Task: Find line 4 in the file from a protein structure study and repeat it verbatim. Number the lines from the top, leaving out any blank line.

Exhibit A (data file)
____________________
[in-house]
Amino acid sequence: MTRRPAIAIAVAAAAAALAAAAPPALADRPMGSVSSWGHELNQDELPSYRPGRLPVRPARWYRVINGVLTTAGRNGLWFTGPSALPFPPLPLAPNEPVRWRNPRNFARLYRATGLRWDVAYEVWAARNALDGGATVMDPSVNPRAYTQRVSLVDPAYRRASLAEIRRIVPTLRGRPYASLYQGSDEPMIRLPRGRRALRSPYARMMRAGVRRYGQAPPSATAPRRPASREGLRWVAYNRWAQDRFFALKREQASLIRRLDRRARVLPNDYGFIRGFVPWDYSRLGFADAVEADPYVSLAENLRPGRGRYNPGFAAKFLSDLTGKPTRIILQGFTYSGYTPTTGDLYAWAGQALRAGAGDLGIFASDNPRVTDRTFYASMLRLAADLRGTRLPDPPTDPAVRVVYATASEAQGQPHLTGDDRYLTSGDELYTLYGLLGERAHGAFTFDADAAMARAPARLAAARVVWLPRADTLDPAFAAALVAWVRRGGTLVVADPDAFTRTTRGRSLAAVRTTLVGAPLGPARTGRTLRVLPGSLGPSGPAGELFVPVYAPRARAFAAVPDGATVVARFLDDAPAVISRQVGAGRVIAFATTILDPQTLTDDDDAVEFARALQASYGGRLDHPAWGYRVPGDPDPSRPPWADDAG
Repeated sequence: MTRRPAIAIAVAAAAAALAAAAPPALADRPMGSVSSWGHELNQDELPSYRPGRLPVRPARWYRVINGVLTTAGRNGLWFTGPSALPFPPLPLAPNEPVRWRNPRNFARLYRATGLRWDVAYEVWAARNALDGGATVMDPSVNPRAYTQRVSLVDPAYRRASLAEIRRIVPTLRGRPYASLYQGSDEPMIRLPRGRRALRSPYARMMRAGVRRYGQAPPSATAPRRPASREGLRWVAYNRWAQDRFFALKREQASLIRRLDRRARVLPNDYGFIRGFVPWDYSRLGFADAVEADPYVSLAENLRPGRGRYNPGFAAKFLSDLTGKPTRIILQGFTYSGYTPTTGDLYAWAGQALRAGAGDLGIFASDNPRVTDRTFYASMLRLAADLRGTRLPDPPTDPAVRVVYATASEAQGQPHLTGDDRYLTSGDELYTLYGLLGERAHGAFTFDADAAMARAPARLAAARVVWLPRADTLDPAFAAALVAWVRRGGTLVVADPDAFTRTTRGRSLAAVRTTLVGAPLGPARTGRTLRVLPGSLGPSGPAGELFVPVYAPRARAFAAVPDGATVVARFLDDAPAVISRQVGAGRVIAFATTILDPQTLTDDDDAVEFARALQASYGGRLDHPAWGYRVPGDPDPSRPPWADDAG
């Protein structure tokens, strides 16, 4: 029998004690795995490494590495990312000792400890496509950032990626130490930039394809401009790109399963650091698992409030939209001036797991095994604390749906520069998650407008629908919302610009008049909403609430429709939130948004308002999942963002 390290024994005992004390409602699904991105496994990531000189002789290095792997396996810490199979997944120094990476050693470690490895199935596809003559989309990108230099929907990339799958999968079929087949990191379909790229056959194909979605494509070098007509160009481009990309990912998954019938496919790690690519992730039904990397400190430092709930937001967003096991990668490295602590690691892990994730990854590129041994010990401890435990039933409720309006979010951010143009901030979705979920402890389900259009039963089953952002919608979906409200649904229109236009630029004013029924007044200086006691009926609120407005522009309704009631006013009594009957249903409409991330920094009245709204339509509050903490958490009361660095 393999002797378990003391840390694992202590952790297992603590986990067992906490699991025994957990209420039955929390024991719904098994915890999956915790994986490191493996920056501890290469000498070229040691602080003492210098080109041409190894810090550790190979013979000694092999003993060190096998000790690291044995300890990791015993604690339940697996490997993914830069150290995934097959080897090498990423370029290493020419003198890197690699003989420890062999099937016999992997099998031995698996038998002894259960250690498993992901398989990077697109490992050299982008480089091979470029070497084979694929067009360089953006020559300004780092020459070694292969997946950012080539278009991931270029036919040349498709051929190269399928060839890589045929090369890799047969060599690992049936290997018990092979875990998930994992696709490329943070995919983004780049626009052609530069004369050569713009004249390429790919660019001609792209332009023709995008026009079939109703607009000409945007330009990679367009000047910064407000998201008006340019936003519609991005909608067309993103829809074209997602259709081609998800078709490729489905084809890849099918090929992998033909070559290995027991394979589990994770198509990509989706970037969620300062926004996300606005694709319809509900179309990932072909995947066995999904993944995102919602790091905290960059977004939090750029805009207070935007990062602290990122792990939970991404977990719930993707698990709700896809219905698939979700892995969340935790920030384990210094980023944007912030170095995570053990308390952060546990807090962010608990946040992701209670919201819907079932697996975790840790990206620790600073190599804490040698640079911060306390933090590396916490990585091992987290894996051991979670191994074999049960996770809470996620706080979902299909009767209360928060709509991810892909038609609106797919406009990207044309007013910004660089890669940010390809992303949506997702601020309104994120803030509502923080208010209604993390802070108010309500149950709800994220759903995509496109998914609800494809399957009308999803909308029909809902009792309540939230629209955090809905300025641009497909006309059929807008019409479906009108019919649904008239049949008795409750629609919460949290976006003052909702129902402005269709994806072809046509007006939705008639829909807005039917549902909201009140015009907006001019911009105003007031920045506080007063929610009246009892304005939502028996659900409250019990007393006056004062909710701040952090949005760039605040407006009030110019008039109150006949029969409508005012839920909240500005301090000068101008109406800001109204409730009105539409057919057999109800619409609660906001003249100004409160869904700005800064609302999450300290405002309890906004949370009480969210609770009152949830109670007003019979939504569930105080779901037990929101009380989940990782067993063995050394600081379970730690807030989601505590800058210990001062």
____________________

């Protein structure tokens, strides 16, 4: 029998004690795995490494590495990312000792400890496509950032990626130490930039394809401009790109399963650091698992409030939209001036797991095994604390749906520069998650407008629908919302610009008049909403609430429709939130948004308002999942963002 390290024994005992004390409602699904991105496994990531000189002789290095792997396996810490199979997944120094990476050693470690490895199935596809003559989309990108230099929907990339799958999968079929087949990191379909790229056959194909979605494509070098007509160009481009990309990912998954019938496919790690690519992730039904990397400190430092709930937001967003096991990668490295602590690691892990994730990854590129041994010990401890435990039933409720309006979010951010143009901030979705979920402890389900259009039963089953952002919608979906409200649904229109236009630029004013029924007044200086006691009926609120407005522009309704009631006013009594009957249903409409991330920094009245709204339509509050903490958490009361660095 393999002797378990003391840390694992202590952790297992603590986990067992906490699991025994957990209420039955929390024991719904098994915890999956915790994986490191493996920056501890290469000498070229040691602080003492210098080109041409190894810090550790190979013979000694092999003993060190096998000790690291044995300890990791015993604690339940697996490997993914830069150290995934097959080897090498990423370029290493020419003198890197690699003989420890062999099937016999992997099998031995698996038998002894259960250690498993992901398989990077697109490992050299982008480089091979470029070497084979694929067009360089953006020559300004780092020459070694292969997946950012080539278009991931270029036919040349498709051929190269399928060839890589045929090369890799047969060599690992049936290997018990092979875990998930994992696709490329943070995919983004780049626009052609530069004369050569713009004249390429790919660019001609792209332009023709995008026009079939109703607009000409945007330009990679367009000047910064407000998201008006340019936003519609991005909608067309993103829809074209997602259709081609998800078709490729489905084809890849099918090929992998033909070559290995027991394979589990994770198509990509989706970037969620300062926004996300606005694709319809509900179309990932072909995947066995999904993944995102919602790091905290960059977004939090750029805009207070935007990062602290990122792990939970991404977990719930993707698990709700896809219905698939979700892995969340935790920030384990210094980023944007912030170095995570053990308390952060546990807090962010608990946040992701209670919201819907079932697996975790840790990206620790600073190599804490040698640079911060306390933090590396916490990585091992987290894996051991979670191994074999049960996770809470996620706080979902299909009767209360928060709509991810892909038609609106797919406009990207044309007013910004660089890669940010390809992303949506997702601020309104994120803030509502923080208010209604993390802070108010309500149950709800994220759903995509496109998914609800494809399957009308999803909308029909809902009792309540939230629209955090809905300025641009497909006309059929807008019409479906009108019919649904008239049949008795409750629609919460949290976006003052909702129902402005269709994806072809046509007006939705008639829909807005039917549902909201009140015009907006001019911009105003007031920045506080007063929610009246009892304005939502028996659900409250019990007393006056004062909710701040952090949005760039605040407006009030110019008039109150006949029969409508005012839920909240500005301090000068101008109406800001109204409730009105539409057919057999109800619409609660906001003249100004409160869904700005800064609302999450300290405002309890906004949370009480969210609770009152949830109670007003019979939504569930105080779901037990929101009380989940990782067993063995050394600081379970730690807030989601505590800058210990001062």